• Don’t use abrasive pads or brushes on power strippers to strip wax from asbestos flooring. Never use a power stripper on a dry floor.
  • Don’t sand or try to level asbestos flooring or its backing. When asbestos flooring needs replacing, install new floor covering over it, if possible.
  • Don’t track material that could contain asbestos through the house. If you cannot avoid walking through the area, have it cleaned with a wet mop. If the material is from a damaged area, or if a large area must be cleaned, call an asbestos professional.

Major repairs must be done only by a professional trained in methods for safely handling asbestos.
Minor repairs should also be done by professionals since there is always a risk of exposure to fibers when asbestos is disturbed.
Doing minor repairs yourself is not recommended since improper handling of asbestos materials can create a hazard where none existed.
Removal is usually the most expensive method and, unless required by state or local regulations, should be the last option considered in most situations. This is because removal poses the greatest risk of fiber release. However, removal may be required when remodeling or making major changes to your home that will disturb asbestos material. Also, removal may be called for if asbestos material is damaged extensively and cannot be otherwise repaired. Removal is complex and must be done only by a contractor with special training. Improper removal may actually increase the health risks to you and your family.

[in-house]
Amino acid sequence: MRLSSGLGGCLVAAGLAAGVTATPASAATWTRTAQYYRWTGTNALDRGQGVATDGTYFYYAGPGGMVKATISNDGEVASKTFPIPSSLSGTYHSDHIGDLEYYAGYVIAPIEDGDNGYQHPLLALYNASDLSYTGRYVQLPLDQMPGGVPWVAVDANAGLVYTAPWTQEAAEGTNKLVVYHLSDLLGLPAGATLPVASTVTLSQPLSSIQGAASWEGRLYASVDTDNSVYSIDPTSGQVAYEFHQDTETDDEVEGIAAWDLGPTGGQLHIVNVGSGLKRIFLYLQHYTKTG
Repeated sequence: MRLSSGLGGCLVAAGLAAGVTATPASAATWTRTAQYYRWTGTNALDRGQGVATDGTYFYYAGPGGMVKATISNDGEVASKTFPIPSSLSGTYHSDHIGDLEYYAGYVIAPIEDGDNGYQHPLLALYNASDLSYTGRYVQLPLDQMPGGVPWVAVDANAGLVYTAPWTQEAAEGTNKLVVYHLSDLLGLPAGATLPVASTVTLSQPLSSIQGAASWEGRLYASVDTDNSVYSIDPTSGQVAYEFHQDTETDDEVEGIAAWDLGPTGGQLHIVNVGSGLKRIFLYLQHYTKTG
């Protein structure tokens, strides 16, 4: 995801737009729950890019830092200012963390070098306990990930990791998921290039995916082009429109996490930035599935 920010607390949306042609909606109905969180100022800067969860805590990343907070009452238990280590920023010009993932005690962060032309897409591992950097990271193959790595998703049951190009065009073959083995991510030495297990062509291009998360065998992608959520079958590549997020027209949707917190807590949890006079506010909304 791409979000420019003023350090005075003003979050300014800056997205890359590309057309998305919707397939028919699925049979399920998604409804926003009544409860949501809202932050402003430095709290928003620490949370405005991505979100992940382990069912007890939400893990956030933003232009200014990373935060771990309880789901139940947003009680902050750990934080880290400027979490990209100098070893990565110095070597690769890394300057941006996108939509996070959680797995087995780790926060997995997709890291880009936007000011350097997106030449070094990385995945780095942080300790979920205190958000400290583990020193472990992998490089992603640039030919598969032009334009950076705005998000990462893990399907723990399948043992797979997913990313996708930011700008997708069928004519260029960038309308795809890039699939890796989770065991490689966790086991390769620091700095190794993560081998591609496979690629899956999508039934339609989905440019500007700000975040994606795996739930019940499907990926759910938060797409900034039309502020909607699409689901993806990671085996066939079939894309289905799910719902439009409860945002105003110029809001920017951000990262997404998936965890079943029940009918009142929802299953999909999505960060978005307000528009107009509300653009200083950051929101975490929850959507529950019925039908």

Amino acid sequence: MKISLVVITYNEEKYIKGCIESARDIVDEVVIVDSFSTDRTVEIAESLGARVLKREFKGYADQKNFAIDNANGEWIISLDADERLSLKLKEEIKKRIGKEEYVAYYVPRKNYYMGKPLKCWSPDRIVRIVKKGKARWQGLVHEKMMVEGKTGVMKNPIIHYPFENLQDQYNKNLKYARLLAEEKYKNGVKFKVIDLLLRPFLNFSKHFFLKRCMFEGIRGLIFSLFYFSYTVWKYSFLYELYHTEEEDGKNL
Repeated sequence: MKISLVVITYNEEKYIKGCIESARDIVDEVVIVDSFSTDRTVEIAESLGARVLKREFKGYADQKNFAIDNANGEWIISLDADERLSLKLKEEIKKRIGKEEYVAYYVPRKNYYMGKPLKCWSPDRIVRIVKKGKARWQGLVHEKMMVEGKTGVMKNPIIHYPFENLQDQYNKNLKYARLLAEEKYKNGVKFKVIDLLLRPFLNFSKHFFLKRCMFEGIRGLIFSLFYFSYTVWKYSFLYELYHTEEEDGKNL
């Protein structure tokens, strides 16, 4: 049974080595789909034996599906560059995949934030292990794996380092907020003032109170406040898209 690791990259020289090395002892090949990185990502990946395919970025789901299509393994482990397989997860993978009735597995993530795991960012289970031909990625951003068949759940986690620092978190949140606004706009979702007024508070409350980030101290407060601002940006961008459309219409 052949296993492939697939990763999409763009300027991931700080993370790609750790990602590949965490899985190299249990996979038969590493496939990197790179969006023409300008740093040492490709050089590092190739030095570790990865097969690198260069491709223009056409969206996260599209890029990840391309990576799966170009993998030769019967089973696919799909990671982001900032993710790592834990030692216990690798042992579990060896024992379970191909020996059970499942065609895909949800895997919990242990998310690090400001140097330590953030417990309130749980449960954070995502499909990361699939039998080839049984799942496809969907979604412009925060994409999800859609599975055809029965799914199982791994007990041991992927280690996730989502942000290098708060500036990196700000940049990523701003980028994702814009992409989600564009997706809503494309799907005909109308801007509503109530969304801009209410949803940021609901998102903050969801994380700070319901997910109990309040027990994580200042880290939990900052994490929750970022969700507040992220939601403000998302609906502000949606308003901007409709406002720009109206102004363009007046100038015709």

Asbestos Professionals: Who Are They and What Can They Do?  Asbestos professionals are trained in handling asbestos material. The type of professional will depend on the type of product and what needs to be done to correct the problem. You may hire a general asbestos contractor or, in some cases, a professional trained to handle specific products containing asbestos.
Asbestos professionals can conduct home inspections, take samples of suspected material, assess its condition, and advise about what corrections are needed and who is qualified to make these corrections. Once again, material in good condition need not be sampled unless it is likely to be disturbed. Professional correction or abatement contractors repair or remove asbestos materials.

Click here for more information on Asbestos and here for more information on Inspecting your Home for Asbestos.